A few months back, I made a change that had an enormous effect on my self esteem. It may sound overly simplistic, but I stopped saying negative things about myself out loud.
I've always been hard on myself. It was something that teachers, coaches, and friends' parents commented on from an early age. If I missed a goal in a soccer game or wasn't happy with how a painting turned out, I was quick to vocalize my disappointment in myself. I'd like to say that I grew out of this, but my inner critic only became more disparaging the older I got.
In therapy a few months back, I shared just how mean I was to myself on a daily basis. I tried to keep things light and somewhat jovial (if that's possible?), but pretty much admitted to the fact that I verbally bash myself about everything. That shattered wine glass I was trying to clean? That would result in lots of name calling under my breath. If a client disapproved of a pitch, that made sense: All of my ideas suck. Did my favorite jeans feel a little snug? That's because I'm lazy with zero discipline. You get the idea. Even typing out these sentiments makes me realize that I had a completely abusive relationship with myself.
I had never fully admitted to anyone the extent of my all-encompassing criticism—it was just something that I lived with. In my head it was completely justified since I'd attributed any success I'd had to how hard I pushed myself. My therapist pointed out though that any successes I experience are more likely because I'm smart, driven, and resourceful—not that I was really mean to myself. And for whatever reason, that clicked.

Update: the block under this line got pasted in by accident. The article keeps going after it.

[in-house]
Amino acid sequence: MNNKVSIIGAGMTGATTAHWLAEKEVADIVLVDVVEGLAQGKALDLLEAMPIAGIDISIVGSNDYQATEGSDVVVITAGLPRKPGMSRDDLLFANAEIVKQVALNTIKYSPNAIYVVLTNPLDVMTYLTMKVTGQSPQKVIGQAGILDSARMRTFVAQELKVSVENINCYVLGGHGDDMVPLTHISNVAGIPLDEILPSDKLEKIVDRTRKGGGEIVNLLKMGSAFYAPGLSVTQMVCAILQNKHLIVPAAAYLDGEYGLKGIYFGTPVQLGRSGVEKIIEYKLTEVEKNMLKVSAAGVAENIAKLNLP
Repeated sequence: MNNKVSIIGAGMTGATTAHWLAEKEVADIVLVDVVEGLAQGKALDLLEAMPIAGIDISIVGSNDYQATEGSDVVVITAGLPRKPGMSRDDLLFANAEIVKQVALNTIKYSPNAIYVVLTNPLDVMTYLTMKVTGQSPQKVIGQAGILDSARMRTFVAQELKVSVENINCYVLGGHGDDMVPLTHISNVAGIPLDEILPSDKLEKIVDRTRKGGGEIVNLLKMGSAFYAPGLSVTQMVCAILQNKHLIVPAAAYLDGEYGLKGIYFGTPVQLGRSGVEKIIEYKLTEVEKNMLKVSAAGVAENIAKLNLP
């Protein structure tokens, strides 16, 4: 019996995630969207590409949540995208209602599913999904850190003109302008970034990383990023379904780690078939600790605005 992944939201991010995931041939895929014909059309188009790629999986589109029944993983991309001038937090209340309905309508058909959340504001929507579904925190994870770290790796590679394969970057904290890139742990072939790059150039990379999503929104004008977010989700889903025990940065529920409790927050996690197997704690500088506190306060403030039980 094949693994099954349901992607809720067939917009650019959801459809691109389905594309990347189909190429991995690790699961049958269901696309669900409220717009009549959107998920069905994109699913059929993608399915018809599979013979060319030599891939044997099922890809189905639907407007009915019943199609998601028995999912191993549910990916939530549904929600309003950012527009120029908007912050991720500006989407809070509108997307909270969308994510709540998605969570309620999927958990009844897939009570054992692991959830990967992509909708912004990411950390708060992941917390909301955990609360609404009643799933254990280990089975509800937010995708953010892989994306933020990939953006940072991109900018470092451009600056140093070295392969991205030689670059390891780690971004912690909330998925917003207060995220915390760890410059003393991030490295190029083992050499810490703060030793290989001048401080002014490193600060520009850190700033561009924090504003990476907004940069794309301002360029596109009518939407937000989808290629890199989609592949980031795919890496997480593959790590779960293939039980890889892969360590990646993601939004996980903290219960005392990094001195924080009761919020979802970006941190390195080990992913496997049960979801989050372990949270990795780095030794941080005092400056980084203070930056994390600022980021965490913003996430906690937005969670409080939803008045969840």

I'd always been mindful of not coming down on myself in front of Sloan, but almost found pleasure in doing it privately. My therapist suggested that I stop vocalizing my put-downs, no matter the situation. I thought it sounded petty, but agreed to try it out, assuming I'd say the same things, though silently. But a weird thing happened: once I stopped slamming myself out loud, my inner critic quieted almost immediately.
One of the things I want most for Sloan is for her to feel confident and self-assured. And I play a big role in that—not only in my encouragement and acceptance of whatever she does, but also as a role model for how I treat myself. I want to show her that she will make mistakes... and that it's okay (I now cheerfully exclaim, "Woopsies!" when a glass breaks, which is quite the departure from my previous behavior). I want her to know that she will have "failures" in life—bad grades, breakups, and beyond—but that her self worth should never be questioned. For the first 34 years of my life, I fell short on accepting myself without judgement. It's taken me a while to get here, but I look forward to leading by example and embracing myself, flaws and all, to show Sloan that being nice (to everyone) is always the right answer.